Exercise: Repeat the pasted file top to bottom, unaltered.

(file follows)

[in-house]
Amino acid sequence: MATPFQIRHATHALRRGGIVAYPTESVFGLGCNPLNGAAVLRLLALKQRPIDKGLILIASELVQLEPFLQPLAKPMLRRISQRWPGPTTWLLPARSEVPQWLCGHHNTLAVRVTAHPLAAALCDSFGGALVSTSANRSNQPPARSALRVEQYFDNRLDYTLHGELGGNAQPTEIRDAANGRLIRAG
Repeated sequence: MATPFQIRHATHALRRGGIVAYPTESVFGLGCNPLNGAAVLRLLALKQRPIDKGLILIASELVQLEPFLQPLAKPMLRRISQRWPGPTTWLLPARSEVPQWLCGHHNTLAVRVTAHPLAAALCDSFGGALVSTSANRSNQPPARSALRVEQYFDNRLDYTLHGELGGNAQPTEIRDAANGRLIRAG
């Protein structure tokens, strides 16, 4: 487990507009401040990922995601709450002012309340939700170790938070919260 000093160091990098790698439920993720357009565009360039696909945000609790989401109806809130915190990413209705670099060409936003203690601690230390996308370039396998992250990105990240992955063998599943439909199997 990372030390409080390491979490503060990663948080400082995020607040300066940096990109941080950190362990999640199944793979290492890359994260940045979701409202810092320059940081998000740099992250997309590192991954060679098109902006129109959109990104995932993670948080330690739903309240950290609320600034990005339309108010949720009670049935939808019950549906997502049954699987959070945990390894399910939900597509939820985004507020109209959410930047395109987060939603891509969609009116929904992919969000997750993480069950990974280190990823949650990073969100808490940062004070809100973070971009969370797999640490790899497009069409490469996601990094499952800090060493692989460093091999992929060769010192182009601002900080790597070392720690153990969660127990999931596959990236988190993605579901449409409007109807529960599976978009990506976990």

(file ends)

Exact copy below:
[in-house]
Amino acid sequence: MATPFQIRHATHALRRGGIVAYPTESVFGLGCNPLNGAAVLRLLALKQRPIDKGLILIASELVQLEPFLQPLAKPMLRRISQRWPGPTTWLLPARSEVPQWLCGHHNTLAVRVTAHPLAAALCDSFGGALVSTSANRSNQPPARSALRVEQYFDNRLDYTLHGELGGNAQPTEIRDAANGRLIRAG
Repeated sequence: MATPFQIRHATHALRRGGIVAYPTESVFGLGCNPLNGAAVLRLLALKQRPIDKGLILIASELVQLEPFLQPLAKPMLRRISQRWPGPTTWLLPARSEVPQWLCGHHNTLAVRVTAHPLAAALCDSFGGALVSTSANRSNQPPARSALRVEQYFDNRLDYTLHGELGGNAQPTEIRDAANGRLIRAG
């Protein structure tokens, strides 16, 4: 487990507009401040990922995601709450002012309340939700170790938070919260 000093160091990098790698439920993720357009565009360039696909945000609790989401109806809130915190990413209705670099060409936003203690601690230390996308370039396998992250990105990240992955063998599943439909199997 990372030390409080390491979490503060990663948080400082995020607040300066940096990109941080950190362990999640199944793979290492890359994260940045979701409202810092320059940081998000740099992250997309590192991954060679098109902006129109959109990104995932993670948080330690739903309240950290609320600034990005339309108010949720009670049935939808019950549906997502049954699987959070945990390894399910939900597509939820985004507020109209959410930047395109987060939603891509969609009116929904992919969000997750993480069950990974280190990823949650990073969100808490940062004070809100973070971009969370797999640490790899497009069409490469996601990094499952800090060493692989460093091999992929060769010192182009601002900080790597070392720690153990969660127990999931596959990236988190993605579901449409409007109807529960599976978009990506976990």